I had to pinch myself, we were actually driving past the Potala Palace! We were all bouncing up and down in our seats with excitement. We have wanted to come here for so long and so many times it looked like we would never make it to Tibet and now we were actually here, we couldn't quite believe it. Our journey hadn't been plain sailing: our much hoped for route to Tibet has been closed since the earthquake 2 years ago; our planned drive through Myanmar to China was closed due to internal conflict and we had all the stress of separating while Steve went by himself through Pakistan. It was then "just" a 2500km through the Taklimakan Desert before we got to Golmud, the last Chinese town, before we hit the mountains. Overlanding isn't meant to be easy. But it was totally worth it! Lhasa was absolutely amazing, everything we had hoped for. Even after Golmud, it was a long 3 days drive to Lhasa. Leaving town we could see the peaks shimmering away in the distance across the desert plains, "Not long now till we are in the mountains" we told ourselves. Unfortunately that turned out not to be true, a weigh bridge at a police post at the foot of the incline was causing a 15km tailback of trucks. We had been told that this route was filled with huge lorries taking Chinese goods into Tibet but hadn't expected to spend a whole day and a half queueing behind them to start our journey. It was going to be especially painful for Steve as he had picked up a stomach bug. The road was good straight tar but mostly up on a bank with steep sides down to the sand. The few cars there were were trying to make their way cross country on sandy tracks were often getting stuck, when we eventually found a track down we followed them. Skirting back onto the road when the tracks ran out and then flitting to the other side when the sand got too thick. The lorry drivers kindly made space out of nowhere, when they saw we were not a goods truck. Eventually at the end, while they got weighed, we were pulled over at another office while the police checked and stamped our special Tibetan Autonomous Region permits. This pattern went on all day, with regular police checks and permit stamping. The volume of trucks on the road was breathtaking with many kilometre long queues whenever there was any sort of hold up. Bizarrely for a road up into the mountains there were no hairpin bends, just a steady incline up. Driving ourselves across Tibetan Autonomous Region (TAR) has taken a Himalayan mountain of paperwork and our progress was very much monitored. The distances involved also meant we were on a strict schedule. Whereas we would have usually stopped way before nightfall, our permit said we must spend the night in the small town of Taggulazhen. After 14 hours of driving, we got stuck behind a queue due to another nasty accident (the delays mean the drivers push themselves and often fall asleep at the wheel). Our guide called ahead to the police chief and asked if we could sleep in the truck as it was late to find a hotel and then eat. He agreed but only if we passed through town and stopped outside its limits, I guess then we wouldn't be his problem. Finally just before 11 we found a lay-by, made fried egg sandwiches and fell into bed. . We might have been dog tired but there was no way we could sleep, we had ascended to 4625m. We had taken this route into Tibet because compared with the other far western route it was less steep but it's a hell of an ascent. From our time in the Andes we knew we were all good at altitude and we had slept quite high in Golmud but we were all feeling the affects. Lying down doesn't help, in fact it makes it worse, rapid breathing with our heart racing and our heads aching. When we eventually drifted into a light sleep but Steve and I kept on waking up to check on the girls. Lucy vomited at 2am making us even more worried. However we tried not to freak out, Alisha did the same in the Andes then wolfed down a huge breakfast a few hours later and skipped around the truck, while we staggered around after a sleepless night worrying. . The next morning no one was feeling fabulous but we were all ok and ready for another long day of driving. The scenery almost made up for our aching heads, snow topped peaks surrounded us as we drove steadily higher through barren wide valleys. Wild yaks, blue sheep and Tibetan antelope shared the spare grasslands with small herds of domesticated yaks. Hardly anyone lives in this part of Tibet just a few hardy nomads. Like the day before we were mostly parallel with the highest rail track in the world, an amazing piece of engineering with much of the track laid across permafrost and a huge amount of tunnels and bridges. Tanggula Pass at 5230m was the highest point of the day. At 6pm we were almost at Nagqu, where we were to spend the night. The local police phoned and told the guide we must be at their office before they closed at 6.30, the only problem was there was a big queue at the police checkpoint outside town. Few foreigners come by road this way, so the police seemed very worried about filling in the paperwork correctly. The guide was great speeding up the usual laborious process by telling them their bosses were waiting for us in town. Eventually we made it to the police station just a few minutes late, Although quite a large town, with a big population of recently arrived Chinese, and many hotels the police told us we were only allowed to stay at one hotel in town but we could sleep in the parking lot in the truck. At the Chinese owned hotel we had to register again, the hotel insisting we must take a basic room for $80, it was so frustrating that we were only allowed to stay in one place. Steve and the guide used their persuasive powers for over an hour until the hotel agreed that we could park round the back next to the bins for $16. The hotel then informed us that we might be woken up in the middle of the night by the local (as in a few blocks) police, so they could check our passports. You can imagine Steve's response to that! The guide must have translated it well enough, as we were left alone. . It has been more than 60 years since China invaded Tibet. The facts are well documented about how the country and its people have faired since then. Tibet's much loved spiritual and political leader, the Dalai Lama and many of his people, have lived in exile in India for nearly 50 years. Having spent quite a lot of time in Dharmsala in the past, I have quite strong opinions on this. Tibet is very much a tightly controlled state. Han Chinese have been encouraged to migrate to Tibet, with the aim of diluting the local Tibetan culture and population. This has been so successful that more than 50% of Lhasa's population is now said to be non-Tibetan. There is a massive building boom in the whole country, hence the huge numbers of trucks. To be fair to the Chinese it isn't just for recent immigrants they are also building lots of new houses for Tibetans. Many nomads have been persuaded to move into permanent houses, a complete change of lifestyle for them. . We felt our approach to Lhasa had been arduous but it is nothing compared with Tibetan pilgrims. We saw our first few 500km from the city, if walking through the elements wasn't hard enough they also do a full body prostration every third step. They walk and prostate for many months before they reach the holy city but still have enough energy for a smile and wave. Our hotel was a perfect location just on the edge of Barkhor, the traditional Tibetan part of town, it was very smart with a big parking area. Our enthusiasm wained on the night that a couple of rats fell through the bathroom ceiling and woke us up at 6am running around the room. Poor Steve had been unwell all night and was just drifting back to sleep. I know we are supposed to be hardened travellers but there was a lot of screaming when they tried to climb up onto the beds, I knew there was a reason we prefer to sleep in the truck. . Being in the old part of Lhasa was everything we had hoped for. We walked the Barkhor kora, the pilgrimage circuit around Jokhang monastery, the holiest of temples many times during our stay. We mingled with the pilgrims and locals circulating with their spinning prayer wheels and prayer beads muttering mantras. The Tibetans are such amazingly spiritual people that Buddhism seems to permeate every part of their lives. The people were all welcoming smiles as we walked the circuit with them, they were particularly delighted to see the girls, especially Lucy. We often had a small crowd walking with us, exclaiming in Tibetan at how cute they were. The girls got lots of granny-loving, as old ladies couldn't stop themselves from giving them an affectionate squeeze. The girls were very good, smiling and saying "Tashi Delek" to everyone they met. As well as being a holy area, it is also a busy shopping area for Tibetans, it was a fascinating mix. Lhasa seems to have a booming economy and I was surprised at how prosperous the areas we saw were. Tibetan Buddhism is far more complicated than the type we have become familiar with in the rest of Asia as it was heavily influenced by the existing local Bon religion. It has a whole pantheon of Protector Deities, Bodhisattvas; Buddhas and historical figures often in different manifestations. Although not usually ones for guided tours, since we had to have a guide it was really good to have him explain the different parts. We were free to wander around town without him but had to be with him for some of the major sites. At all times of the day Jokhang temple has believers prostrating outside, many for hour after hour. Yak butter lamps burned smokily inside shedding flickering light on the golden statues behind them. Around the main prayer hall were many different chapels dedicated to different deities, every corner had a different statue or sacred mural each more spectacular that the last. It was hard to take it all in, the heady smell of the burning yak butter and the constant murmuring of mantras from the pilgrims made it seem almost otherworldly. Exiting blinking into the bright sunshine we climbed up onto the flat roof to marvel and try and reflect on what we had seen. Looking over Barkhor Square below and Potala Palace in the distance, we had to pinch ourselves again. Entering the doorway, I wasn't expecting to get a squirt of water right in the face. Looking around to see which kid had got me with a water pistol, I realised it came from a smiling monk with a the type of squirty bottle you use in the garden - I had just been blessed with holy water. We were at the small temple of Tsepak Lhakhang, especially auspicious for pregnant ladies and those in ill-health. The monk was blessing people as they walked the circuit around the main prayer hall. Although you weren't allowed to take pictures inside, the water blessing monk wanted to take a photo with Lucy during his break so I snapped one too. We were very excited to get a chance to go inside Potala Palace after seeing it from afar. The 1000 room palace was the former home of the Dalai Lama as well as being the seat of the Tibetan government; it houses countless chapels; as well as the amazing jewelled stupas containing the remains of most of the previous Dalai Lamas. Entering the main gates you feel very small looking up at its imposing ramparts. The building is now mostly a museum, although still occupied by several monks and visited by many pilgrims. It is still an incredibly spiritual place filled with statues and images that inspired much devotion in those around us who were believers; and fascination in everyone else. As images of the current Dalai Lama, who is currently in exile in India, are illegal in China there were no pictures of His Holiness in his chambers but a monk chanted holy scriptures in the corner of his meditation room. Leaving Lhasa we got another guide, we were sad to say goodbye to the one who brought us up to Lhasa. He had been very professional; fabulous at sorting out the myriad of paperwork; fascinating to talk to, he was also very adaptable, sleeping in the cab the night we slept on the side of the road.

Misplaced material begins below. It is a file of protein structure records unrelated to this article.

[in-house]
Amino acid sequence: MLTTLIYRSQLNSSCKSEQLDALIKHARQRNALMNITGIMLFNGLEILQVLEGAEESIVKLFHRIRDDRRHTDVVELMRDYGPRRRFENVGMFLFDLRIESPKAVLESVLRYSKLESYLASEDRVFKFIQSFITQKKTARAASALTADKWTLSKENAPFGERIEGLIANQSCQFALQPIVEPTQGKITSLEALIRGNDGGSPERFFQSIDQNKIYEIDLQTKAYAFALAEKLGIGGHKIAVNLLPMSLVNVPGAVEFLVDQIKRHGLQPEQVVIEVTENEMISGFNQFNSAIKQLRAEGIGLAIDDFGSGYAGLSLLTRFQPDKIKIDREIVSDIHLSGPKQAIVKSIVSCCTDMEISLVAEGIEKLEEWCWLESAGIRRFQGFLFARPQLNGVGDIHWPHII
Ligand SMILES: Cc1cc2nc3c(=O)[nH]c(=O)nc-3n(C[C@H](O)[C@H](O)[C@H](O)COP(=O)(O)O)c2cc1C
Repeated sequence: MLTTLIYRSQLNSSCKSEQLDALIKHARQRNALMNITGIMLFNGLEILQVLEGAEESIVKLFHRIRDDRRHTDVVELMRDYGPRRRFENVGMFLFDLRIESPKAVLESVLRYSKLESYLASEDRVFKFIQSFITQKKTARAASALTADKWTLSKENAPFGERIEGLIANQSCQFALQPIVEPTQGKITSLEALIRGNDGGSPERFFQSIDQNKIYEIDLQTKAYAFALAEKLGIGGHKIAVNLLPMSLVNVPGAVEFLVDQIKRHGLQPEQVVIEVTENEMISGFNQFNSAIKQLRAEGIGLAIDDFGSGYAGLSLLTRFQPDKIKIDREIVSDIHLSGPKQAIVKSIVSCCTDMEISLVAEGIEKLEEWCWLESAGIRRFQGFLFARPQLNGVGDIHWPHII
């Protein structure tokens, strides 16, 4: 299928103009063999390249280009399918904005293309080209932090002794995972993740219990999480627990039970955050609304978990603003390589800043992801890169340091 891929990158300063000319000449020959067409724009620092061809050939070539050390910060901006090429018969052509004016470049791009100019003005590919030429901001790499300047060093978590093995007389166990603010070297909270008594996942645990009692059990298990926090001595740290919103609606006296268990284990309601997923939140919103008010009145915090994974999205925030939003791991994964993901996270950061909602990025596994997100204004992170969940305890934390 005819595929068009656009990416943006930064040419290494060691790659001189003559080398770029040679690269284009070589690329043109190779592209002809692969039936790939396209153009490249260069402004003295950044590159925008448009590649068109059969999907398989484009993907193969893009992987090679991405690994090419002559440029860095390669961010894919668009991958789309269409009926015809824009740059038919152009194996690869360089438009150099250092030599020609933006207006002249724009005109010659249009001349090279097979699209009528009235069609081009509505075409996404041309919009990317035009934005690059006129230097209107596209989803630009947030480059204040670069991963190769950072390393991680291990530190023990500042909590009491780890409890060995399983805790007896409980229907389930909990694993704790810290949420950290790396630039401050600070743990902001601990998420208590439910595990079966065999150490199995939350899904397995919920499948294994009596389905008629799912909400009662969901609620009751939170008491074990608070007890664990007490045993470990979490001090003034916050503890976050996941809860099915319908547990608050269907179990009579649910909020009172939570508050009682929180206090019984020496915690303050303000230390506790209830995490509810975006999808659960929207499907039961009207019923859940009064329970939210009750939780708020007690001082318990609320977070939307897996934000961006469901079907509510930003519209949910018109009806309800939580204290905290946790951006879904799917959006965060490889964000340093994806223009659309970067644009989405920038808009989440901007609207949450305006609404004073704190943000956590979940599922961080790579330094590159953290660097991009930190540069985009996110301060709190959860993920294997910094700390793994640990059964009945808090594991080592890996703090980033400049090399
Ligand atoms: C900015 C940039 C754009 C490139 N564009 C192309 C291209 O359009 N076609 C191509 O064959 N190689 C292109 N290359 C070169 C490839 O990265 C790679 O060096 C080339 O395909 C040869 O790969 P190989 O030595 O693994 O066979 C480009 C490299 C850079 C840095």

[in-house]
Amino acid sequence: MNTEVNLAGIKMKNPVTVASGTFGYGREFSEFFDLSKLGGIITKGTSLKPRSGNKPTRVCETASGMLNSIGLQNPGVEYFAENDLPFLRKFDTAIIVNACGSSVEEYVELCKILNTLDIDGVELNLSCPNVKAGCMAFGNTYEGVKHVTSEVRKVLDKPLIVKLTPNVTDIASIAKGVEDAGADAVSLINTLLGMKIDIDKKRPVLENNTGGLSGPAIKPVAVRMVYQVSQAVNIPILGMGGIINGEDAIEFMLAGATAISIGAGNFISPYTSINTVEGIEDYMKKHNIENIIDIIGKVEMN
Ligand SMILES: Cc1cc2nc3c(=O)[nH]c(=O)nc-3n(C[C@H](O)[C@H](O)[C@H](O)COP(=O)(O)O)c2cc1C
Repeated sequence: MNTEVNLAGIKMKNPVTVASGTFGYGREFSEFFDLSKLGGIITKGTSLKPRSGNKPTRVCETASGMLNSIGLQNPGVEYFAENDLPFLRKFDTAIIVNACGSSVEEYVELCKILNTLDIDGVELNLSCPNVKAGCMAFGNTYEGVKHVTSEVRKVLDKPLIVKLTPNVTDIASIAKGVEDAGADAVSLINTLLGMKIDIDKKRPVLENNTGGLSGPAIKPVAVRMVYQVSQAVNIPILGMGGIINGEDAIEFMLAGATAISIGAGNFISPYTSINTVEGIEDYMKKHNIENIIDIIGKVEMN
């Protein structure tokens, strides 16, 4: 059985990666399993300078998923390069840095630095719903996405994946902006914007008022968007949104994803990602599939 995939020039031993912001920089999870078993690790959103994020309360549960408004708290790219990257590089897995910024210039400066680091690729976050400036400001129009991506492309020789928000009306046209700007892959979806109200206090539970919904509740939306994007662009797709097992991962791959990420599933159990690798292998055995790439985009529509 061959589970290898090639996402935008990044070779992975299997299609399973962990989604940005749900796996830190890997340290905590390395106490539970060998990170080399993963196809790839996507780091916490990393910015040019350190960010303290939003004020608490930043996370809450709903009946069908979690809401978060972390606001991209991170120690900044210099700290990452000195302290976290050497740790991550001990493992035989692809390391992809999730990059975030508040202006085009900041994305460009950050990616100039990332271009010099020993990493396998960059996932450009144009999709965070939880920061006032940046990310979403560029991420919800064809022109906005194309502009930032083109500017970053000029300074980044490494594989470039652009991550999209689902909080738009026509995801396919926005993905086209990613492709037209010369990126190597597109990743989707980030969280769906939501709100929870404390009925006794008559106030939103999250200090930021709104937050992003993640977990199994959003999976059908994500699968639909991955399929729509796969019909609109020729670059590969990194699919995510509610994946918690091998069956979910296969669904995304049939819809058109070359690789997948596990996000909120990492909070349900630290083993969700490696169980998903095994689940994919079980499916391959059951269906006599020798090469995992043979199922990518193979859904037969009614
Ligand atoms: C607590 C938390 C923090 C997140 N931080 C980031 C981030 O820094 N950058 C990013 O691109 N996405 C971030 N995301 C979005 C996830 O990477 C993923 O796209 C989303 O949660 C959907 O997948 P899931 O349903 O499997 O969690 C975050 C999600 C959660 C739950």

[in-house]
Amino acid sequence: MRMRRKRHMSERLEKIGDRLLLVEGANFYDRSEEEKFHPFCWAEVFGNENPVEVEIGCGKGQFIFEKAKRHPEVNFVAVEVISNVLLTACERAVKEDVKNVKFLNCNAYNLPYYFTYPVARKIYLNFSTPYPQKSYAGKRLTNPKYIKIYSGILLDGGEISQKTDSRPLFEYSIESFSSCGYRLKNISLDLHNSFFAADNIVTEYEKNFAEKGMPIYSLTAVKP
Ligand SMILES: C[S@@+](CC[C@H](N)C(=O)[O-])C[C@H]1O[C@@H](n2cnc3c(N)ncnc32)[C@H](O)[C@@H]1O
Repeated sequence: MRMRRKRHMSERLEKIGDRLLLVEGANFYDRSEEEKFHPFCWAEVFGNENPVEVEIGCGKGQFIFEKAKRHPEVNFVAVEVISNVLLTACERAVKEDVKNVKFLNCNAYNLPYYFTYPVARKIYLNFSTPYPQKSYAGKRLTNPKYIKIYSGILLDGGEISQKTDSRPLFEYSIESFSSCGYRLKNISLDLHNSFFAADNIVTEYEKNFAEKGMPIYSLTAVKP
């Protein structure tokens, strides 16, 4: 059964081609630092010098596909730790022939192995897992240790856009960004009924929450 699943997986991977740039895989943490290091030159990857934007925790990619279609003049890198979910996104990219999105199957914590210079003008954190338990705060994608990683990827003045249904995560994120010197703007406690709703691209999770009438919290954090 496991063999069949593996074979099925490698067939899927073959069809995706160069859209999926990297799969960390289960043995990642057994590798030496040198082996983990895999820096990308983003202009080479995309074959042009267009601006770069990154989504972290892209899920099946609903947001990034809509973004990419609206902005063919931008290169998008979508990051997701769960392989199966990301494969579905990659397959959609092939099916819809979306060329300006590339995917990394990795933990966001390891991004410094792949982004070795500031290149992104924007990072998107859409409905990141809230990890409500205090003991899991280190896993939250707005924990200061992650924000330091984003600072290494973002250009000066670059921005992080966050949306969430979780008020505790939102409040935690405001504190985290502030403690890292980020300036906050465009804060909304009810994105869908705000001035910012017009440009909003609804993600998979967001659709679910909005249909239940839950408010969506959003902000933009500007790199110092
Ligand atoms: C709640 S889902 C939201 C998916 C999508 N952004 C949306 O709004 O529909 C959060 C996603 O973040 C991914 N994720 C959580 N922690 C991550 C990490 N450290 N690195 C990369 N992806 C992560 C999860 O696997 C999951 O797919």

"Turn right at the armoured personnel carrier and you can't miss the hotel" said Gilly. It was a foretaste of the next week. I had romantic visions of following in Marco Polo's footsteps crossing the vast Talamakan desert when in reality it was a stream of police checks and restrictions. In the thirteenth century Marco Polo set out on an epic journey to explore China. Whilst our trip would be significantly easier it was not without its challenges. One of which was the amount of distance we wanted to cover in our short time there. China is big, very big. We have been driving a lot each day for a week and have only crossed one province, Xinjiang. It's been a lot of desert punctuated by oasis towns as we have followed the route of the old Southern Silk Road. The roads though have been fantastic. A complete contrast to India, good tarmac and little traffic so driving has been easy. . But first I had to get into China and meet up with Gilly, Alisha and Lucy in Kashgar. They had arrived on a stress free flight from Seoul. Me entering with the truck wasn't quite that easy. On this trip so far we have been relatively fortunate with land border crossings. Yes there have been some hassles but the longest time taken to cross such a border before this one was around 4 or 5 hours. Well this one certainly beat that. It took a total of 32 hours to cross. Now to be fair it did take 30 minutes to exit Pakistan and there was three and a half hours of driving involved to negotiate the Khunjerab Pass so only 28 hours (!) was on the Chinese side. . It all started up at the Khunjerab Pass at over 4600m. Here I had to clear through the border police. Little did I know all vehicles for the day had to be cleared before we drove in convoy down to the nearest town 130kms away for immigration and customs. There were only 12 vehicles on the day I went through but it still took five and a half hours to search the vehicles. First we went through a mobile x-ray unit and then the border police performed an individual search. As I watched them go through everything in the truck in front of me including all the tools in his tool box my heart sank. This would be a nightmare if they did this to my truck. It started that way too with mine as they went through my first box, even wanting to open sealed boxes to check it really was a spare oil filter in there. Not been the most patient person I decided to be the slightly difficult foreigner. Whilst they weren't exactly happy with this, and I gently backed down a couple of times, this quickly speeded things up and most of the other cupboards etc were given a cursory glance. . On arriving in Tashkorgan I first met with our guide before immigration and customs. This took another 3 hours as all the documents for everybody were checked. Then the army performed another search before we drove off to customs to drive the vehicles through another x-ray machine before leaving them parked for the night. It was gone midnight when the guide and I reached the hotel. All the restaurants were closed so we only had some bread for dinner. . The next day was a frustrating one at customs. Local customs were waiting for some paperwork from Kashgar so they could release the vehicle. I could never quite understand whether there was a problem with the paperwork in Kashgar, a problem with transferring it over the internet or what but it was a long day hanging around. Eventually at 7pm I was told it was all ok and I would be able to drive the truck out shortly. After a cursory check we left at 8pm. It was too late to drive any further but at least we were able to get a celebratory beer and a decent meal. . We were on the road early the next morning as I was keen to meet up with the family in Kashgar. We also had other paperwork to sort out there too. It was a lovely drive down to Kashgar through the mountains. We went over another 4000m pass and passed Lake Karakol. However it was great to arrive in Kashgar and be reunited with everyone. Let's hope we will all complete the rest of the trip together. After all the delays at the border I was concerned how long it would take to get my Chinese driving license, Chinese number plate, insurance and vehicle certification. To my surprise it all went fantastically quickly and smoothly. Neither the truck nor I even needed to visit the Traffic Administration and our new guide telephoned me to say she would have it all with her when we set off the following morning. . We will be returning to Kashgar at the end of our China tour so we didn't spend any time sight seeing. The town looked interesting though with its Uighur people and their Muslim traditions. Lamb sat roasting at the side of the street and men with skull caps were enjoying the long evening playing cards. Mind you the most notable feature were the amount of security and police on the street. All there for the safety of the local population. I had experienced this at the border but was shocked to see it so much in Kashgar, There were police posts on every corner and we even had an armoured personnel carrier parked in front of the hotel. To get into a bank or even some shops you had to show identification and I was told if we needed to buy fuel in town we would have to register at the police station. Driving across the Taklamakan Desert the security continued. There were police stops with document checks and searches at regular intervals and the security situation was the same in every small town. We even had to show identification to enter a small park. All the fuel stations were heavily barricaded and guarded by police with guns. You needed to show identification to get in (fortunately our Chinese guides ID worked) and only the driver was allowed in the fuel station! Arriving in the first town we were told we had to register with the local police first before checking into the hotel. We were having to stay in hotels as wild camping was prohibited and even which hotel we had to stay in was prescribed for us. Our guide did a great job getting us through all the checkpoints (especially with me being my usual, need to obey self) and in making all the arrangements for our accommodation. The police were not too happy that we were staying in Kargalik, not that much seemed to be happening, and even rang our guide to check we had left the following morning. . We headed further along the Silk Road to one of its most important towns Hotan. This had been an important crossroads for trade and this still thrived in the bazaar where we bought some fantastic dates. A lot of the old town had been pulled down and everywhere we went new buildings were going up. It was apparent just how much new building there has been in the last 20 years. Leaving Hotan we headed further into the desert. In front of us were rolling sand dunes. Every so often these would be punctuated with small green oasis towns. In some of these we would stop and spend the night as the driving distances were long. Each day at the end of a long drive we would find time to wander the streets. Whilst there was nothing major to see it was interesting watching daily life and sampling some of the local foods. As we approached Qinghai province we started to drive up away from the desert into some rugged mountains. It didn't seem that we had driven that high but before we had noticed it we were at 3600m. The scenery was stark and beautiful and the drive continued across a large plateau. Eventually after 6 days driving we crossed from Xinjiang province into Qinghai province. We noticed that some of the security started to relax. However we were still in a very restricted area, we were told this route had only been open to foreigners for the last two years and special permissions were still needed. Our first stop in Qinghai was an army town and we needed special permission to stay there for the night and could only stay for one night and we weren't allowed to take any photos. . While out for our evening stroll we were stopped by the police. They could speak any English and of course we could speak any Mandarin and our guide wasn't with us. It was all very friendly but took about 5 minutes as they wanted to know where we were staying that night. When then saw them back at the hotel, checking we had been telling the truth. Ever get the feeling you are been watched! . The next day was another long drive across the plateau and a high altitude desert to Golmud. Golmud is a gateway town to Tibet and I had imagined it as a rather run down transport stop. In reality it was a green, clean, modern city with hardly a policeman in sight. It was here that we were changing guides and picking up our Tibetan guide. We had a pleasant evening stroll in the warm sunlight before tucking into a wonderful Chinese meal. We had crossed the desert, now we were heading south away from Marco Polo's route for the high plateau of Tibet.